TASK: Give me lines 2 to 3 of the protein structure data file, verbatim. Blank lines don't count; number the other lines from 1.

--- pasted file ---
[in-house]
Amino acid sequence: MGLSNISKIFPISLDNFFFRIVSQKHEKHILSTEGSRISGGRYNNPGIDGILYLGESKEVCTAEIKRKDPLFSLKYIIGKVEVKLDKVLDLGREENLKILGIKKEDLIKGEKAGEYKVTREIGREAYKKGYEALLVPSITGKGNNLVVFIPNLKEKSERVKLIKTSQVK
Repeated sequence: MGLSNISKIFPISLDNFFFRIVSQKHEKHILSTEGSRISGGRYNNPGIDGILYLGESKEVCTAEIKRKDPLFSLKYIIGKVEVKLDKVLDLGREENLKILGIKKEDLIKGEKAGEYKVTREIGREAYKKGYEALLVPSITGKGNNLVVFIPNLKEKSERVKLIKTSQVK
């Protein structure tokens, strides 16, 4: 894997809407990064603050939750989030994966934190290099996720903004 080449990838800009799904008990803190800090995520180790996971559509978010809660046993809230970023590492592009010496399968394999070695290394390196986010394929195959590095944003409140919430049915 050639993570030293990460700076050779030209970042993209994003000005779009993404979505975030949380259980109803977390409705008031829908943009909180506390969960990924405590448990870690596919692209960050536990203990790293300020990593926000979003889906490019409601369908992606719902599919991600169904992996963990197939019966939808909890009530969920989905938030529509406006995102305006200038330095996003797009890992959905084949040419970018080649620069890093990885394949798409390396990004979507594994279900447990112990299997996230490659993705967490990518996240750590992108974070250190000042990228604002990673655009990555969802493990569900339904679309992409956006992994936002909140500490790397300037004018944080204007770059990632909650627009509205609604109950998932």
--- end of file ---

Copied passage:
Amino acid sequence: MGLSNISKIFPISLDNFFFRIVSQKHEKHILSTEGSRISGGRYNNPGIDGILYLGESKEVCTAEIKRKDPLFSLKYIIGKVEVKLDKVLDLGREENLKILGIKKEDLIKGEKAGEYKVTREIGREAYKKGYEALLVPSITGKGNNLVVFIPNLKEKSERVKLIKTSQVK
Repeated sequence: MGLSNISKIFPISLDNFFFRIVSQKHEKHILSTEGSRISGGRYNNPGIDGILYLGESKEVCTAEIKRKDPLFSLKYIIGKVEVKLDKVLDLGREENLKILGIKKEDLIKGEKAGEYKVTREIGREAYKKGYEALLVPSITGKGNNLVVFIPNLKEKSERVKLIKTSQVK